Kathy Woodard: I love my local association. Our board of directors is absolutely fabulous. They're amazing to work with. This is a small family-owned company. That has its benefits and privileges in itself. I've really enjoyed the transition.

Kathy Woodard: It was a little bit of a curve as an educator trying to balance, because everything comes down to balance, and like you said earlier, preparation, and making sure you're covering everything you're supposed to cover. But what I really enjoy the most is that I've been permitted to [attend Advocate 00:09:03], and continue with my committees, and assist within the associations, and AANC and NAA.

Jonathan Saar: Yeah, no, that's fantastic. That's amazing. It's a good testimony for everyone who's listening on the podcast today. It's like, don't let career changes influence what your overall big picture goals are. They can actually serve you. I know they've served me well, and it sounds like they've served you well.

Jonathan Saar: No matter where we go, when we have that vision of where we want to be as educators, it really is that light, so to speak, I guess, right in front of us that, okay, this is going to just teach me a little bit different maybe how I do this or do-

Kathy Woodard: Yeah. I got to blend them, Jonathan. I got to blend them. Like I said, I got my CFC along with my husband and a bunch of other industry maintenance gurus in 2013. It just seemed a very natural transition over into becoming the multifamily director for 6&Fix Heating & Cooling.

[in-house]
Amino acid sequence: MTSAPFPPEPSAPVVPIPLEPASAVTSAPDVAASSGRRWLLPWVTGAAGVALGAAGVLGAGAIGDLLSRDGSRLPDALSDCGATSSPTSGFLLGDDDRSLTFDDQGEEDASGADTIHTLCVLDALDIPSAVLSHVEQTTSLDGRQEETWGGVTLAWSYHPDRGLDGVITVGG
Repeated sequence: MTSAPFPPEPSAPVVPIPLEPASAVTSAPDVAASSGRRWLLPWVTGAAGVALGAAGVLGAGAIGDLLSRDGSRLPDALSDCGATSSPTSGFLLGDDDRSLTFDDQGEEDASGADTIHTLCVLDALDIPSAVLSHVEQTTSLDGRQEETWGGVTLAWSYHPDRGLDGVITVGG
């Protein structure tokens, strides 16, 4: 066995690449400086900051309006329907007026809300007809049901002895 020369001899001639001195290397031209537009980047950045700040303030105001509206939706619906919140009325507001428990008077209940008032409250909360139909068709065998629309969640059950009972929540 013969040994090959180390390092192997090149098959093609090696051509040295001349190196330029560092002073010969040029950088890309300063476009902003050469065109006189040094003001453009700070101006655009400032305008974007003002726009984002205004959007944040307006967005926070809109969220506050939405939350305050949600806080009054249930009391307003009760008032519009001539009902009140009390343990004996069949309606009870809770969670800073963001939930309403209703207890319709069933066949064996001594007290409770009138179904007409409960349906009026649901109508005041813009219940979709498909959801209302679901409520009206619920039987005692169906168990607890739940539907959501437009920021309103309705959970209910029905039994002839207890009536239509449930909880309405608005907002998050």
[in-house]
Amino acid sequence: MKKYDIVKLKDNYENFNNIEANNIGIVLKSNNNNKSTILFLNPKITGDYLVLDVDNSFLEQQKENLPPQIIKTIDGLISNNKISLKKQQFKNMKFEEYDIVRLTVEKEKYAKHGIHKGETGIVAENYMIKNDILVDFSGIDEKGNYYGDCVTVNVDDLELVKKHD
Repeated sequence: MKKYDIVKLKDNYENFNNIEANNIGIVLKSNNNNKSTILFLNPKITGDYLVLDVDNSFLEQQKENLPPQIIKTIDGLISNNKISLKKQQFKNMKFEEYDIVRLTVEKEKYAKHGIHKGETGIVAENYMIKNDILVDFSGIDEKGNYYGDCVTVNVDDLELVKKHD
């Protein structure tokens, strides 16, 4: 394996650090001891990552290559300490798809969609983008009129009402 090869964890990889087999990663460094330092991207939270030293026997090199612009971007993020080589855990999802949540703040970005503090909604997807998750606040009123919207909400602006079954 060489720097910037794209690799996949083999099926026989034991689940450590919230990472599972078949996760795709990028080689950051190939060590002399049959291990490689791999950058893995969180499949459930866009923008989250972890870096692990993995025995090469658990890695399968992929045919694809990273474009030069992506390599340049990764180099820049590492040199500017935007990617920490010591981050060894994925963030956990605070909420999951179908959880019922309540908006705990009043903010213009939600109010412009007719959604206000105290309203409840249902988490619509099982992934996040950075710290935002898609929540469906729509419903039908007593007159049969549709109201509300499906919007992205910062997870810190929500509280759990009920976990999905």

Kathy Woodard: I feel very blessed. I feel very blessed that I can do something that I love to do, and I still get to socialize with all these same wonderful people that I've worked with for 25 years in the same area.

Jonathan Saar: Right. I can only imagine just the perspective. It's like, as educators, every time we step into a different perspective ... Don't you agree? It just adds to your ... I'm trying to think of the word. It just adds to your understanding of your audience in just a unique, maybe a different way. Would you agree with that?

Kathy Woodard: Oh my gosh. Yes. I've always had a natural comfort working with maintenance guys. I always respected their position, and I held the service that they provide above all others. Very respectful of them. I listen to them and their struggles.

Kathy Woodard: One of my favorite power hour topics is actually called maintenance versus office. It elaborates on the differences between those two jobs, but they also have to work together within multifamily. It was a really natural progression for the maintenance side of it. But you're right. It has definitely made me better.

Jonathan Saar: Beautiful, beautiful. Let's just talk about maintenance training, monotone. Let's just focus on that as a subject for a minute. Now often, when you think of maintenance training, and some have that perspective too, it's not necessarily like many would classify it as, "Okay. It's a huge fun topic." But really maintenance training it can be clinical, it could be rudimentary, it can be procedure oriented, it can be very safety oriented. That's really the bucket sometimes maintenance training can be put in.